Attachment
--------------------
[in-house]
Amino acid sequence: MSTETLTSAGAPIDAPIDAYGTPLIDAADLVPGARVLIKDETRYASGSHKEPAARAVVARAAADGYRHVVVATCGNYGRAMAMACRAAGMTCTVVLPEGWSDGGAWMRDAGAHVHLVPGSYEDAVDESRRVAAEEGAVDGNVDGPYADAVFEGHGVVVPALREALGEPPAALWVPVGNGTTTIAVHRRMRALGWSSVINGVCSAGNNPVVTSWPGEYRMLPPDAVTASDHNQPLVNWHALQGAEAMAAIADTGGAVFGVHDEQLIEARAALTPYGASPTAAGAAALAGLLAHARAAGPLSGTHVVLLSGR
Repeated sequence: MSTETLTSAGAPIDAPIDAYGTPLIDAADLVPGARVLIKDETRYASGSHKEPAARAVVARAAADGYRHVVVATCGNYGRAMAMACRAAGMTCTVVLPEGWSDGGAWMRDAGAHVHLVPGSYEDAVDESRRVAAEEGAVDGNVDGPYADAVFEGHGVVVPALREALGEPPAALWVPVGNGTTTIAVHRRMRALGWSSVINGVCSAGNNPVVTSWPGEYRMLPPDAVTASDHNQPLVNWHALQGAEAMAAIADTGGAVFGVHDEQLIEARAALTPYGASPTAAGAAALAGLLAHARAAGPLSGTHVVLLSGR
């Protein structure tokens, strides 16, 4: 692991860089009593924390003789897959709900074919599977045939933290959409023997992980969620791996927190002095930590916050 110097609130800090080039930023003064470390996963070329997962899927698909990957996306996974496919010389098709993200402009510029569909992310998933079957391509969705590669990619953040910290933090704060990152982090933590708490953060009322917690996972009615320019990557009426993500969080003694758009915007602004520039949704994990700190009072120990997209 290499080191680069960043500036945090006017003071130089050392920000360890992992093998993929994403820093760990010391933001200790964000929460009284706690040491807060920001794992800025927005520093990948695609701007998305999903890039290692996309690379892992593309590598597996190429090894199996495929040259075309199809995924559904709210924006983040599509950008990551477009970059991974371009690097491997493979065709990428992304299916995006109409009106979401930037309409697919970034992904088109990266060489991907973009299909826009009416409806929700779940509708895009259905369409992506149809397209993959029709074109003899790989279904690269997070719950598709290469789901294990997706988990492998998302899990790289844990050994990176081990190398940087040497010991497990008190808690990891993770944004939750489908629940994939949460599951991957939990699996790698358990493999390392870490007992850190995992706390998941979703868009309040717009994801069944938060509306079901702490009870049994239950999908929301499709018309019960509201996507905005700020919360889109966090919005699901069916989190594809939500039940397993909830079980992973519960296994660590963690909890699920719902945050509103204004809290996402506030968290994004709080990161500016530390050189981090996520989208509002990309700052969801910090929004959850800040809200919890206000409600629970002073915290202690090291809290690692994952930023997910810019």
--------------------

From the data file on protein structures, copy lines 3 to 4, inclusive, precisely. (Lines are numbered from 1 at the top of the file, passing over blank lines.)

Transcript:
Repeated sequence: MSTETLTSAGAPIDAPIDAYGTPLIDAADLVPGARVLIKDETRYASGSHKEPAARAVVARAAADGYRHVVVATCGNYGRAMAMACRAAGMTCTVVLPEGWSDGGAWMRDAGAHVHLVPGSYEDAVDESRRVAAEEGAVDGNVDGPYADAVFEGHGVVVPALREALGEPPAALWVPVGNGTTTIAVHRRMRALGWSSVINGVCSAGNNPVVTSWPGEYRMLPPDAVTASDHNQPLVNWHALQGAEAMAAIADTGGAVFGVHDEQLIEARAALTPYGASPTAAGAAALAGLLAHARAAGPLSGTHVVLLSGR
């Protein structure tokens, strides 16, 4: 692991860089009593924390003789897959709900074919599977045939933290959409023997992980969620791996927190002095930590916050 110097609130800090080039930023003064470390996963070329997962899927698909990957996306996974496919010389098709993200402009510029569909992310998933079957391509969705590669990619953040910290933090704060990152982090933590708490953060009322917690996972009615320019990557009426993500969080003694758009915007602004520039949704994990700190009072120990997209 290499080191680069960043500036945090006017003071130089050392920000360890992992093998993929994403820093760990010391933001200790964000929460009284706690040491807060920001794992800025927005520093990948695609701007998305999903890039290692996309690379892992593309590598597996190429090894199996495929040259075309199809995924559904709210924006983040599509950008990551477009970059991974371009690097491997493979065709990428992304299916995006109409009106979401930037309409697919970034992904088109990266060489991907973009299909826009009416409806929700779940509708895009259905369409992506149809397209993959029709074109003899790989279904690269997070719950598709290469789901294990997706988990492998998302899990790289844990050994990176081990190398940087040497010991497990008190808690990891993770944004939750489908629940994939949460599951991957939990699996790698358990493999390392870490007992850190995992706390998941979703868009309040717009994801069944938060509306079901702490009870049994239950999908929301499709018309019960509201996507905005700020919360889109966090919005699901069916989190594809939500039940397993909830079980992973519960296994660590963690909890699920719902945050509103204004809290996402506030968290994004709080990161500016530390050189981090996520989208509002990309700052969801910090929004959850800040809200919890206000409600629970002073915290202690090291809290690692994952930023997910810019």